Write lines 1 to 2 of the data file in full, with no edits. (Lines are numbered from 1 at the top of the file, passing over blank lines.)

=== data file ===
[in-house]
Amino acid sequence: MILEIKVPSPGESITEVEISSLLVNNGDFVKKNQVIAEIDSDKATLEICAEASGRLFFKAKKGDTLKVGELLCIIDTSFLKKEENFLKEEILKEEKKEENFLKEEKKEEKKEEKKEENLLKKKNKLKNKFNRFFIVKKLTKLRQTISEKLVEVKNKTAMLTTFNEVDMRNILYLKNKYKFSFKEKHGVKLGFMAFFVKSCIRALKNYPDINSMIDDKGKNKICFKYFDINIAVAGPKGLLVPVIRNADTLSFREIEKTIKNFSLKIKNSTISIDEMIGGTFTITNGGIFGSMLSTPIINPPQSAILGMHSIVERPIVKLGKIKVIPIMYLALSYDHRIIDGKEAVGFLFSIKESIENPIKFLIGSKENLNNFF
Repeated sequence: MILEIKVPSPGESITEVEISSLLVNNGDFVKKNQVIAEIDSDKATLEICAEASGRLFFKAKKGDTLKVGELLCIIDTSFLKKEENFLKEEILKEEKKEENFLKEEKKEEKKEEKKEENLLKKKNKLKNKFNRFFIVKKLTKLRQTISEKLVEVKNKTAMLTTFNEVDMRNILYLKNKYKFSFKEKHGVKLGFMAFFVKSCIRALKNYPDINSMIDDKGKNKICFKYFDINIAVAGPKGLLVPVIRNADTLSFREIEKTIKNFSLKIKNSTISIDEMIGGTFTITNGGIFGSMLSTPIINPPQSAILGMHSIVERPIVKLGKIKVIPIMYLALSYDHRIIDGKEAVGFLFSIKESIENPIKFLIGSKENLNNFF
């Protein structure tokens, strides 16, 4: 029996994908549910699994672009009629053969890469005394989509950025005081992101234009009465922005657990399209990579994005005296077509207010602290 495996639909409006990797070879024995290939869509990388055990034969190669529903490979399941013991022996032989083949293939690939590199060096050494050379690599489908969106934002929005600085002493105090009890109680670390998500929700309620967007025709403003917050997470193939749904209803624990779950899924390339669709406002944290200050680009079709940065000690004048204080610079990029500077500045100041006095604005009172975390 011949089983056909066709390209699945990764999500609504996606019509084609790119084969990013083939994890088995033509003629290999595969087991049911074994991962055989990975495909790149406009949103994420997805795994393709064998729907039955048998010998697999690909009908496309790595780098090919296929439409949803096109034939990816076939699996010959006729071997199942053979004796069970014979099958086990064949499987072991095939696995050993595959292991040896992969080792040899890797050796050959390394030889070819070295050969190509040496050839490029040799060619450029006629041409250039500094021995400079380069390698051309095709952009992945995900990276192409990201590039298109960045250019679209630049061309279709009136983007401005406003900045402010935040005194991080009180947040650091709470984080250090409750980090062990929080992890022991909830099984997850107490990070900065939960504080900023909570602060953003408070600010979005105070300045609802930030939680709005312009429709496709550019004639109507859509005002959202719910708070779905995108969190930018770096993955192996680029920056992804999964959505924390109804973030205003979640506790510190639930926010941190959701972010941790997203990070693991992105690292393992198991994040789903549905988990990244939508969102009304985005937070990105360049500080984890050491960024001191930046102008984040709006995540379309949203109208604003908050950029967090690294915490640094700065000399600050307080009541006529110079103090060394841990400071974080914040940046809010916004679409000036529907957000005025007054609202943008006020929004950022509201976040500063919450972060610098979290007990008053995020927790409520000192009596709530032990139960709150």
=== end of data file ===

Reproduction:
[in-house]
Amino acid sequence: MILEIKVPSPGESITEVEISSLLVNNGDFVKKNQVIAEIDSDKATLEICAEASGRLFFKAKKGDTLKVGELLCIIDTSFLKKEENFLKEEILKEEKKEENFLKEEKKEEKKEEKKEENLLKKKNKLKNKFNRFFIVKKLTKLRQTISEKLVEVKNKTAMLTTFNEVDMRNILYLKNKYKFSFKEKHGVKLGFMAFFVKSCIRALKNYPDINSMIDDKGKNKICFKYFDINIAVAGPKGLLVPVIRNADTLSFREIEKTIKNFSLKIKNSTISIDEMIGGTFTITNGGIFGSMLSTPIINPPQSAILGMHSIVERPIVKLGKIKVIPIMYLALSYDHRIIDGKEAVGFLFSIKESIENPIKFLIGSKENLNNFF